Overcoming the World, Part 2 – Polygamy as Abuse

The line between right and wrong is rapidly being blurred. Make no mistake.

The Urban Dictionary already defines polygamy favorably:

“A serious trusting relationship with multiple partners…The reason the government rejects polygamy as a way of living now is because…[t]hey are still forcing religious views and beliefs upon all the citizens, to try and keep everyone stupid, unable to think for themselves and unable to act on their own…”

By the time this is posted, TLC will be hosting two so called “reality” series painting a rosy picture of polygamy: “Sister Wives” and “My Five Wives”. The first of these families has four wives and seventeen children; the second has five wives and twenty-four children.

The commercials for these programs suggest there is nothing out of the ordinary about polygamy, and nothing harmful to children.  No mention is made of the frequent expulsion of teenage boys from polygamous sects [1] or the inherent inequity toward women.

Polygamy (primarily expressed as one man with multiple wives) necessarily creates an imbalance in the number of marriageable males versus females.

To decrease the competition between teenage boys and older men for wives, it is not uncommon for such boys to be abandoned: unsupported, uneducated, unskilled, and emotionally traumatized.  Diversity Foundation and New Frontiers for Families are two of the non-profits dealing with these discarded teens.

When teenage boys labeled by the FLDS hierarchy as “disobedient” are not voluntarily expelled, their families can actually be disbanded with wives and other children taken away.

If not expelled, young men denied wives will frequently have to work for (or bring gifts to) an older, more propertied, married man in the hope of earning the right to marry one of his daughters.

A Canadian study confirms that the number of young unmarried men in a society correlates with higher rates of rape, murder, and substance abuse [2] [3].  Unmarried men are more likely to engage in risky behaviors, since they have less to lose. Unmarried status may actually lead to crimes such as theft (to attract women through wealth) and the kidnapping of other men’s wives.

Women and children unquestionably lose in the polygamous setting. “Men with lots of children and wives are spread too thin, and to make things worse, they’re compiling resources to attract their next wives instead of using it on their existing families”[2A].


The Bible speaks at length of the problems associated with polygamy. These have not changed greatly since biblical times. They include limited resources, favoritism, jealousy, sometimes deadly rivalry among wives for the advancement of their children, and rivalry among siblings themselves.

If nothing else, the essential inequality between husbands and wives will shape the lives of children raised in a polygamous setting.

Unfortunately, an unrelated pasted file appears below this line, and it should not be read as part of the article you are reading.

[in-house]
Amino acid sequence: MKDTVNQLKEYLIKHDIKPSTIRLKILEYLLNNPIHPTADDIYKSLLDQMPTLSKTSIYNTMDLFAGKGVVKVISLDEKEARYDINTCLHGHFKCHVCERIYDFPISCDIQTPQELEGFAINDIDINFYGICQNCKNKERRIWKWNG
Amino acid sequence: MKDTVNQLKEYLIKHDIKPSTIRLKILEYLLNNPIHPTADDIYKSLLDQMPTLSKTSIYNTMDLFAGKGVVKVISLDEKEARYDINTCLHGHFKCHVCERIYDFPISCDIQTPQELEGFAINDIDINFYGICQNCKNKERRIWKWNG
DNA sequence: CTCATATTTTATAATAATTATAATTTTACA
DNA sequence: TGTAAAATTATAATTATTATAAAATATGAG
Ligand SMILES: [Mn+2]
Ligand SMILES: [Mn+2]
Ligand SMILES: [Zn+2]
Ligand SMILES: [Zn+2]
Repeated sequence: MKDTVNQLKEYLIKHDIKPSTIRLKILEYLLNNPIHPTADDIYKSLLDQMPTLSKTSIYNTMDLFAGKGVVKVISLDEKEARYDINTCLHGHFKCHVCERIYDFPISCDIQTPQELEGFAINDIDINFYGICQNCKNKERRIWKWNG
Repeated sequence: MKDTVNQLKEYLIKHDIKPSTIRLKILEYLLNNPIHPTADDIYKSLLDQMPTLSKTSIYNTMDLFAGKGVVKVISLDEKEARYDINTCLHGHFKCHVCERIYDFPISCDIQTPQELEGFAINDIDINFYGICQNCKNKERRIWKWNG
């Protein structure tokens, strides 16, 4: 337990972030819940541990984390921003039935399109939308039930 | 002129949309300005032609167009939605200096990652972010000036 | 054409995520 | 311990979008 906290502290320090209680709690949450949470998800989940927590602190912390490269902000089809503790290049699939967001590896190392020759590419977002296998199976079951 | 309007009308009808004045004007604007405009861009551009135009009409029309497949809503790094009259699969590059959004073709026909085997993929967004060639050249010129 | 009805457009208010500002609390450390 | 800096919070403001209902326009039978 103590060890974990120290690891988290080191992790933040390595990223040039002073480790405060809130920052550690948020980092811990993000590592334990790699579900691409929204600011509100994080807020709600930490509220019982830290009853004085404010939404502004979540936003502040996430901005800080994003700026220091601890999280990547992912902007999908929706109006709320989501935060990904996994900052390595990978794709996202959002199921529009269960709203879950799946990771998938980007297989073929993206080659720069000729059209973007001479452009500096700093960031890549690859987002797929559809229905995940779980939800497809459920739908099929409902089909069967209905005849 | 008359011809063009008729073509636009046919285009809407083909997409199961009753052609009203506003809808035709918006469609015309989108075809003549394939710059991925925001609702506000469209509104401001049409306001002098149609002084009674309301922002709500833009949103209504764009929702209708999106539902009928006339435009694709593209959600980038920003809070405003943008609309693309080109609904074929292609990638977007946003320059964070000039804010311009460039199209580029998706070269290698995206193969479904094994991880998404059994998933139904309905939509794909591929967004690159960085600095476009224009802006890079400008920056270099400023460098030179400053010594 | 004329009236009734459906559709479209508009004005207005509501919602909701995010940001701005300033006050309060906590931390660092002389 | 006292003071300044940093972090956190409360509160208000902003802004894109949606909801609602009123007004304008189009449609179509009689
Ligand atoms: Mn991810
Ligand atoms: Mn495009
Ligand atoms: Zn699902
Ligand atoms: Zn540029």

• The patriarch Abraham was married to Sarah, and childless for many years. At Sarah’s insistence, Abraham had a child with her handmaiden, Hagar. This gave rise to jealousy on Sarah’s part. When Sarah did at last give Abraham a son, she urged Abraham to turn Hagar and her child out which he reluctantly did. Abraham’s sons, half-brothers Ishmael and Isaac, were ancestors to the Arabs and Jews whose animosity continues to this day.

• The patriarch Jacob was married to sisters, Leah and Rachel, having been tricked into first marrying the elder Leah when it was Rachel whom he loved. Jacob’s preference for Rachel caused Leah to be downhearted. However, Rachel was for years barren while Leah, again and again, gave birth to sons. This caused friction between the women. When Rachel finally gave birth to Joseph, Jacob favored the boy above his brothers. That caused great animosity among the brothers, who eventually sold Joseph into slavery in Egypt.

If these seem mere fables, it is worth noting the many Persian, Egyptian, and Chinese harem plots throughout history.

Children, of course, are our most precious resource. They deserve our protection. But the world seems to be losing sight of what would benefit rather than harm children.

You are of God, little children, and have overcome them, because He who is in you is greater than he who is in the world” (1 John 4: 4).

Good is greater than evil. Love is greater than hate. And Christ is greater than Satan, whatever conditions may temporarily exist in the world.

Even the worst of circumstances, the Lord can use for good:  “[T]o bind up the brokenhearted, to proclaim liberty to the captives, and to give unto them beauty for ashes…” (Isaiah 61: 1, 3).

This speaks directly to abuse victims. We need no longer be imprisoned by our past, shackled by the horror and pain inflicted on us. Through Christ’s power to heal and sustain us, we too can overcome the world.

Part 3 – Pedophilia Redefined in the series Overcoming the World is scheduled to post 3/30/14. Part 1 – Fame and Systemic Abuse can be found at 3/16/14.

[1] New York Times, 9/9/07, Erik Eckholm, “Boys Cast Out by Polygamists Find Help,” http://www.nytimes.com/2007/09/09/us/09polygamy.html?pagewanted=all&_r=0.
[2] Slate.com, 1/30/12, “Is Polygamy Really So Awful?” http://www.slate.com/articles/double_x/doublex/2012/01/the_problem_with_polygamy.html.
[2A] Same.
[3] reason.com, 4/3/06, Jonathan Rauch, “One Man, Many Wives, Big Problems,” http://reason.com/archives/2006/04/03/one-man-many-wives-big-problem.



Filed under Abuse of Power, Child Abuse, Christianity, Emotional Abuse, Justice, Religion, Sexual Abuse

3 responses to “Overcoming the World, Part 2 – Polygamy as Abuse

  1. This is so true! I love it!

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